Lauren Yarger has written, directed and produced numerous shows and special events for both secular and Christian audiences. She co-wrote a Christian musical version of “A Christmas Carol” which played to sold-out audiences of over 3,000 in Vermont and was awarded the Vermont Bessie (theater and film awards) for “People’s Choice for Theatre.” She also has written two other dinner theaters, sketches for church services and devotions for Christian artists. Her play concept, "From Reel to Real: The Jennifer O'Neill Story" was presented as part of the League of professional Theatre Women's Julia's reading Room Series in New York. Shifting from reviewing to producing, Yarger owns Gracewell Productions, which produced the Table Reading Series at the Palace Theater in Waterbury, CT. She trained for three years in the Broadway League’s Producer Development Program, completed the Commercial Theater Institute's Producing Intensive and other training and produced a one-woman musical about Mary Magdalene that toured nationally and closed with an off-Broadway run. She was a Fellow at the National Critics Institute at the O'Neill Theater Center in Waterford, CT. She wrote reviews of Broadway and Off-Broadway theater (the only ones you can find in the US with an added Christian perspective) at

She is editor of The Connecticut Arts Connection (, an award-winning website featuring theater and arts news for the state. She was a contributing editor for She previously served as theater reviewer for the Manchester Journal-Inquirer, Connecticut theater editor for and as Connecticut and New York reviewer for American Theater Web.

She is a Co-Founder of the Connecticut Chapter of the League of Professional Theatre Women. She is a former vice president and voting member of The Drama Desk.

She is a freelance writer and playwright (member Dramatists Guild of America). She is a member if the The Outer Critics Circle (producer of the annual awards ceremony) and a member of The League of Professional Theatre Women, serving as Co-Founder of the Connecticut Chapter. Yarger was a book reviewer for Publishers Weekly A former newspaper editor and graduate of the University of Missouri’s School of Journalism, Yarger also worked in arts management for the Bushnell Center for the Performing Arts, the Hartford Symphony Orchestra and served for nine years as the Executive Director of Masterwork Productions, Inc. She lives with her husband in West Granby, CT. They have two adult children.


All material is copyright 2008- 2022 by Lauren Yarger. Reviews and articles may not be reprinted without permission. Contact


Key to Content Notes:

God's name taken in vain -- means God or Jesus is used in dialogue without speaking directly to or about them.

Language -- means some curse words are used. "Minor" usually means the words are not too strong or that it only occurs once or twice throughout the show.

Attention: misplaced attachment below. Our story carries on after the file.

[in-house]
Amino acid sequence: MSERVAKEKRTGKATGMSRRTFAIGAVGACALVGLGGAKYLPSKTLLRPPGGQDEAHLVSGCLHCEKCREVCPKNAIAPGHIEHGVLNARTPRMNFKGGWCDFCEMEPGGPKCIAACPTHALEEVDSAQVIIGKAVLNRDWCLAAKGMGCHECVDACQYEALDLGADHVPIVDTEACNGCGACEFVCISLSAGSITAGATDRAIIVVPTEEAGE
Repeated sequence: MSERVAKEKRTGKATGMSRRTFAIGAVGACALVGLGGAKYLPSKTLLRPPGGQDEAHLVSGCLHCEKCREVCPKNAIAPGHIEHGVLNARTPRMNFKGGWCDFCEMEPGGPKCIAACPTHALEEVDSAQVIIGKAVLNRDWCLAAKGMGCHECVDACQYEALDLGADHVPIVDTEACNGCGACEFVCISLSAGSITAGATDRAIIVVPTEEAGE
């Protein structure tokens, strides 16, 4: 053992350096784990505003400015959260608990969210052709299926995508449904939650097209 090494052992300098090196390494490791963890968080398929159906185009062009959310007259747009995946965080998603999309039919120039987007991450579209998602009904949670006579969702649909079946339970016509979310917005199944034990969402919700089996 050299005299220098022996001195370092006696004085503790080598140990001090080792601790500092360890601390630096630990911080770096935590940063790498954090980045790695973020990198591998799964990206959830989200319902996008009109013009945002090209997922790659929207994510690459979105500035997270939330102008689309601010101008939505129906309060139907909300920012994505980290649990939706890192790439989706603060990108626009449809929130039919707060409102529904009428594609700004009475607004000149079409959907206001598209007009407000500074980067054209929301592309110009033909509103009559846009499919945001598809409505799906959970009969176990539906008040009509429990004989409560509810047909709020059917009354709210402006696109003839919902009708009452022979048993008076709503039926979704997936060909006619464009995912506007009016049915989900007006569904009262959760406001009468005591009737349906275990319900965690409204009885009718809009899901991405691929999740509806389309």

Strong Language -- means some of the more heavy duty curse words are used.

Nudity -- means a man or woman's backside, a man's lower front or a woman's front are revealed.

Scantily clad -- means actors' private areas are technically covered, but I can see a lot of them.

Sexual Language -- means the dialogue contains sexually explicit language but there's no action.

Sexual Activity -- means a man and woman are performing sexual acts.

Adultery -- Means a married man or woman is involved sexually with someone besides their spouse. If this is depicted with sexual acts on stage, the list would include "sexual activity" as well.

Sex Outside of Marriage -- means a man and woman are involved sexually without being married. If this is depicted sexually on stage, the list would include "sexual activity" as well.

Homosexuality -- means this is in the show, but not physically depicted.

Homosexual activity -- means two persons of the same sex are embracing/kissing. If they do more than that, the list would include "sexual activity" as well.

Cross Dresser -- Means someone is dressing as the opposite sex. If they do more than that on stage the listing would include the corresponding "sexual activity" and/or "homosexual activity" as well.

Cross Gender -- A man is playing a female part or a woman is playing a man's part.

Suggestive Dancing -- means dancing contains sexually suggestive moves.

Derogatory (category added Fall 2012) Language or circumstances where women or people of a certain race are referred to or treated in a negative and demeaning manner.

Other content matters such as torture, suicide, or rape will be noted, with details revealed only as necessary in the review itself.

The term "throughout" added to any of the above means it happens many times throughout the show.

Reviewing Policy

I receive free seats to Broadway and Off-Broadway shows made available to all voting members of the Outer Critics Circle. Journalistically, I provide an unbiased review and am under no obligation to make positive statements. Sometimes shows do not make tickets available to reviewers. If these are shows my readers want to know about I will purchase a ticket. If a personal friend is involved in a production, I'll let you know, but it won't influence a review. If I feel there is a conflict, I won't review their portion of the production.

All Posts on this Blog